Tuesday 25 August Alston to Gilsland

Miles walked: today 17 cumulative 814.1

I can heartily recommend the Cumberland Inn in Alston. Good food both nights. Last night I had a starter of Bhaji , samosa and potato curry with raita thinking there would be one Bhaji etc. Instead I got a large plate full of the above with a side salad. It was almost main course size. It was also delicious, as was my chilli con carne to follow. PW gives you an appetite, I scoffed the lot. Amazingly I managed a cooked breakfast the following morning.

Today started with storm Francis. PW and Lejog bloggers all seem to hate this leg as unrewarding boghopping. I also didn’t fancy driving rain and 50mph winds on the hill top. A sensible walker adapts to the conditions so I set off along the South Tyne Trail which follows the valley. In fact, the PW crosses this several times as it meanders over the adjacent hillsides.

The trail follows the old branch railway line that ran from Haltwhistle to Alston. The stretch between Alston and Slaggyford has been restored as a narrow gauge railway by enthusiasts.

A cycle route runs along the course of the old railway. A couple of miles outside Alston I crossed into Northumberland, my last English county. The names of the streams has changed from “Beck” to “Burn” so I must be near Scotland.

It was raining heavily but I was protected from the wind. I had reasonable views over the adjacent farmland and low hills. I decided I had made the right decision when I saw that even the sheep were trying to find shelter by huddling against a dry stone wall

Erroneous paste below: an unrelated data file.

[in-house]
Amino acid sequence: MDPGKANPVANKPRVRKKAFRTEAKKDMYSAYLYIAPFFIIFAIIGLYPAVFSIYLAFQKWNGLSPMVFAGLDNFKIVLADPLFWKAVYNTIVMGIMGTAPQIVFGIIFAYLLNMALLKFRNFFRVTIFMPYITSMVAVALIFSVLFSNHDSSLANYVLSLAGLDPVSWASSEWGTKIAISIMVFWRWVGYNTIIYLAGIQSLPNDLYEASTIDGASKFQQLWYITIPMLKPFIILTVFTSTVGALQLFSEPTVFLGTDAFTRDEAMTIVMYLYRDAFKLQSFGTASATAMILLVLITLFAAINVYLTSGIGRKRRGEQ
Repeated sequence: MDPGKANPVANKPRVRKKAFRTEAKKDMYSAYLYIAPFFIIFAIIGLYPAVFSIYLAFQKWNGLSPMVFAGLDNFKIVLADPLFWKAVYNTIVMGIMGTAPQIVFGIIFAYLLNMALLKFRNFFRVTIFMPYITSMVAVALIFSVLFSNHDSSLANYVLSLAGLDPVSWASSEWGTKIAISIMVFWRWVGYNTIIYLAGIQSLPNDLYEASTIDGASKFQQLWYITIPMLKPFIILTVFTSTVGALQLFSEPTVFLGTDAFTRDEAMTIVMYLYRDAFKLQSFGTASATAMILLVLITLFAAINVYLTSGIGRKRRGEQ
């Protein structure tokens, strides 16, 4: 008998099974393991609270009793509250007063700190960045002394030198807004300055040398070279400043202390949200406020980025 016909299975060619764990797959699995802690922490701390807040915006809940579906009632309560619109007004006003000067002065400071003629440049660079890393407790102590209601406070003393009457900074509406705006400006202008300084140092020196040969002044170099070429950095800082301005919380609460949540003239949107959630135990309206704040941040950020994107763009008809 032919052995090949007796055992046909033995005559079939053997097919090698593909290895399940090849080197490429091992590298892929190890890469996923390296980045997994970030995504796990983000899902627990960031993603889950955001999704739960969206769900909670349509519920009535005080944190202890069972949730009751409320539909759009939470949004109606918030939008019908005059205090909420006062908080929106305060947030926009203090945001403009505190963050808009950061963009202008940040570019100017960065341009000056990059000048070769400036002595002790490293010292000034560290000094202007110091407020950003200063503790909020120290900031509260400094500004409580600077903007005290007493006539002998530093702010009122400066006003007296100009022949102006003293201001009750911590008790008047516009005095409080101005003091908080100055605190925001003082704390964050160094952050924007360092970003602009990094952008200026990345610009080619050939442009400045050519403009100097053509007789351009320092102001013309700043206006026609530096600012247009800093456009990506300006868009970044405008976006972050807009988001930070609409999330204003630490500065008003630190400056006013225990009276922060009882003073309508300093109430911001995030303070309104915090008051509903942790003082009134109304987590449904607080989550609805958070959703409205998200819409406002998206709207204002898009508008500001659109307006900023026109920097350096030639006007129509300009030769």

The railway ends at Slaggyford and the path goes through the village. There was a deconsecrated Methodist chapel that looks if it now a private house. Unusually, the stained glass windows were still present. There was a stone lean-to building alongside which was the Sunday School.

After a further six miles I reached the Lambley viaduct. I have seen several examples of Victorian engineering on this walk and every time I am amazed what they managed to build without modern technology. The stones that make up the viaduct each weigh about 500kg.

I turned uphill to rejoin the PW. I was now in the northern foothills of the Pennines and had one more moor to cross before reaching the lowland between the Pennines and the Cheviots. For the first time I had true PW conditions. Hartleyburn Common and Blenkinsop Common were one massive bog with not a causey stone in sight. The footpath was under 2 inches of water and at one point a burn had overflown and I had to wade through about 10 yards of knee deep water to regain the boggy path. I squelched my way to Gilsland.